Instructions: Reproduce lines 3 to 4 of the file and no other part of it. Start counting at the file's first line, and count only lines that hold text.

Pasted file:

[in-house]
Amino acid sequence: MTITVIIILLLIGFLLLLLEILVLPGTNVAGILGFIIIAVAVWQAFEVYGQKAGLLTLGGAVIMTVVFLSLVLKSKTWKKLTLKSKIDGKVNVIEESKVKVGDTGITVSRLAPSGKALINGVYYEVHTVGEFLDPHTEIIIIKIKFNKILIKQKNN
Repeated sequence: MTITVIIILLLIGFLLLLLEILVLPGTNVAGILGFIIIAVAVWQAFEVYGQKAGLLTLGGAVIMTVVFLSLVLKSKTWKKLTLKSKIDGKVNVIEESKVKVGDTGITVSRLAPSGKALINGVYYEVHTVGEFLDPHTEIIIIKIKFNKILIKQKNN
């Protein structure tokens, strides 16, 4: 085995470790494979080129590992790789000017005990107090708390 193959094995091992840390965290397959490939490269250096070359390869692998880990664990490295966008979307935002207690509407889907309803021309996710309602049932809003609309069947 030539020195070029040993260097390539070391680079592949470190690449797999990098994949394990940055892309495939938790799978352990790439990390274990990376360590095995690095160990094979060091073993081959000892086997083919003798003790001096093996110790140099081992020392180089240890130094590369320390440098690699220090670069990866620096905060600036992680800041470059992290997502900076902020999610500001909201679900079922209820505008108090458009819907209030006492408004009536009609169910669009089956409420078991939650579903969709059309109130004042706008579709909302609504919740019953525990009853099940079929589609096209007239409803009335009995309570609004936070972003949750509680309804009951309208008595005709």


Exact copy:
Repeated sequence: MTITVIIILLLIGFLLLLLEILVLPGTNVAGILGFIIIAVAVWQAFEVYGQKAGLLTLGGAVIMTVVFLSLVLKSKTWKKLTLKSKIDGKVNVIEESKVKVGDTGITVSRLAPSGKALINGVYYEVHTVGEFLDPHTEIIIIKIKFNKILIKQKNN
């Protein structure tokens, strides 16, 4: 085995470790494979080129590992790789000017005990107090708390 193959094995091992840390965290397959490939490269250096070359390869692998880990664990490295966008979307935002207690509407889907309803021309996710309602049932809003609309069947 030539020195070029040993260097390539070391680079592949470190690449797999990098994949394990940055892309495939938790799978352990790439990390274990990376360590095995690095160990094979060091073993081959000892086997083919003798003790001096093996110790140099081992020392180089240890130094590369320390440098690699220090670069990866620096905060600036992680800041470059992290997502900076902020999610500001909201679900079922209820505008108090458009819907209030006492408004009536009609169910669009089956409420078991939650579903969709059309109130004042706008579709909302609504919740019953525990009853099940079929589609096209007239409803009335009995309570609004936070972003949750509680309804009951309208008595005709």